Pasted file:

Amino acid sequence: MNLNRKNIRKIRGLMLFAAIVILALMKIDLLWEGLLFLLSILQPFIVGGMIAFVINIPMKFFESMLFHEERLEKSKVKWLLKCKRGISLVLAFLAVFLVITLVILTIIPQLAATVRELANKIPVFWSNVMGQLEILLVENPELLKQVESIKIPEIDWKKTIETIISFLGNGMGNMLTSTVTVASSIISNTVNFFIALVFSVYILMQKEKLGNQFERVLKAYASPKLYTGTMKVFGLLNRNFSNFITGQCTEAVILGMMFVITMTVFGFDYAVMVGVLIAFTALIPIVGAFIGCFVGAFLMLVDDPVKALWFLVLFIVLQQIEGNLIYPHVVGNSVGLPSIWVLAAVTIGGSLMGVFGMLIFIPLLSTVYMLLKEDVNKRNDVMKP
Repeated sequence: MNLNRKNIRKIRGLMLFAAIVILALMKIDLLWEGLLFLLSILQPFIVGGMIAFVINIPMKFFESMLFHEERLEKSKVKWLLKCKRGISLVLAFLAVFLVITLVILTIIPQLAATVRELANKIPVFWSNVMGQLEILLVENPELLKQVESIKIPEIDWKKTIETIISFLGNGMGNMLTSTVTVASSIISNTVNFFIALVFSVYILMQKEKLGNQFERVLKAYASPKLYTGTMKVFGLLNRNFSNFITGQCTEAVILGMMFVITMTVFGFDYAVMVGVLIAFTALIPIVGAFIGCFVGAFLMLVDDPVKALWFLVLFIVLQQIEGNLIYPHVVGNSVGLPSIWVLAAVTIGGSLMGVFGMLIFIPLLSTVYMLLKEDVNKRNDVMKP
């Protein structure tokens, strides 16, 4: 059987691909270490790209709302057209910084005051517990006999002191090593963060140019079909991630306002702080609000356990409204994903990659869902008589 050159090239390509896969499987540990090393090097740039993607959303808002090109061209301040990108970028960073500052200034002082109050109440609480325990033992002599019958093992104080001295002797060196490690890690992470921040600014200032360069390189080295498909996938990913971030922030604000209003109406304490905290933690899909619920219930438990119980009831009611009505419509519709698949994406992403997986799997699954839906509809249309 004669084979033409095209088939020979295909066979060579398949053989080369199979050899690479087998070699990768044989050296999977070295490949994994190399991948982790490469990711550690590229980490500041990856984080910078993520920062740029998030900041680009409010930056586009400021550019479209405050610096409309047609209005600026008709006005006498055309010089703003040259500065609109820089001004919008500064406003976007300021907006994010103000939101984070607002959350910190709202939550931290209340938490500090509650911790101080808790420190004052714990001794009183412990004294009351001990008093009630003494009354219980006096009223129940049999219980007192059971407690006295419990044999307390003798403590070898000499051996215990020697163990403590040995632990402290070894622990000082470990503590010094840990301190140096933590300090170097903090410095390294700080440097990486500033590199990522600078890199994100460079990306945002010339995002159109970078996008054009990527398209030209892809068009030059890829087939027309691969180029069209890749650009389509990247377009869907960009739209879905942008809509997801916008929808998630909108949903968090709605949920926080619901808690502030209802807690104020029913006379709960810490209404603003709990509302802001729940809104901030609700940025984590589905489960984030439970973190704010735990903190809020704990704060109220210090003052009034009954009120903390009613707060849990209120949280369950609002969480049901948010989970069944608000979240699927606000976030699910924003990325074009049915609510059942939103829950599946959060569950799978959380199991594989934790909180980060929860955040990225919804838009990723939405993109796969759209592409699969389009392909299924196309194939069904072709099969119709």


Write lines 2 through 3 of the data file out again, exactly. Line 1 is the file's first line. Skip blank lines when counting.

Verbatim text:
Repeated sequence: MNLNRKNIRKIRGLMLFAAIVILALMKIDLLWEGLLFLLSILQPFIVGGMIAFVINIPMKFFESMLFHEERLEKSKVKWLLKCKRGISLVLAFLAVFLVITLVILTIIPQLAATVRELANKIPVFWSNVMGQLEILLVENPELLKQVESIKIPEIDWKKTIETIISFLGNGMGNMLTSTVTVASSIISNTVNFFIALVFSVYILMQKEKLGNQFERVLKAYASPKLYTGTMKVFGLLNRNFSNFITGQCTEAVILGMMFVITMTVFGFDYAVMVGVLIAFTALIPIVGAFIGCFVGAFLMLVDDPVKALWFLVLFIVLQQIEGNLIYPHVVGNSVGLPSIWVLAAVTIGGSLMGVFGMLIFIPLLSTVYMLLKEDVNKRNDVMKP
């Protein structure tokens, strides 16, 4: 059987691909270490790209709302057209910084005051517990006999002191090593963060140019079909991630306002702080609000356990409204994903990659869902008589 050159090239390509896969499987540990090393090097740039993607959303808002090109061209301040990108970028960073500052200034002082109050109440609480325990033992002599019958093992104080001295002797060196490690890690992470921040600014200032360069390189080295498909996938990913971030922030604000209003109406304490905290933690899909619920219930438990119980009831009611009505419509519709698949994406992403997986799997699954839906509809249309 004669084979033409095209088939020979295909066979060579398949053989080369199979050899690479087998070699990768044989050296999977070295490949994994190399991948982790490469990711550690590229980490500041990856984080910078993520920062740029998030900041680009409010930056586009400021550019479209405050610096409309047609209005600026008709006005006498055309010089703003040259500065609109820089001004919008500064406003976007300021907006994010103000939101984070607002959350910190709202939550931290209340938490500090509650911790101080808790420190004052714990001794009183412990004294009351001990008093009630003494009354219980006096009223129940049999219980007192059971407690006295419990044999307390003798403590070898000499051996215990020697163990403590040995632990402290070894622990000082470990503590010094840990301190140096933590300090170097903090410095390294700080440097990486500033590199990522600078890199994100460079990306945002010339995002159109970078996008054009990527398209030209892809068009030059890829087939027309691969180029069209890749650009389509990247377009869907960009739209879905942008809509997801916008929808998630909108949903968090709605949920926080619901808690502030209802807690104020029913006379709960810490209404603003709990509302802001729940809104901030609700940025984590589905489960984030439970973190704010735990903190809020704990704060109220210090003052009034009954009120903390009613707060849990209120949280369950609002969480049901948010989970069944608000979240699927606000976030699910924003990325074009049915609510059942939103829950599946959060569950799978959380199991594989934790909180980060929860955040990225919804838009990723939405993109796969759209592409699969389009392909299924196309194939069904072709099969119709």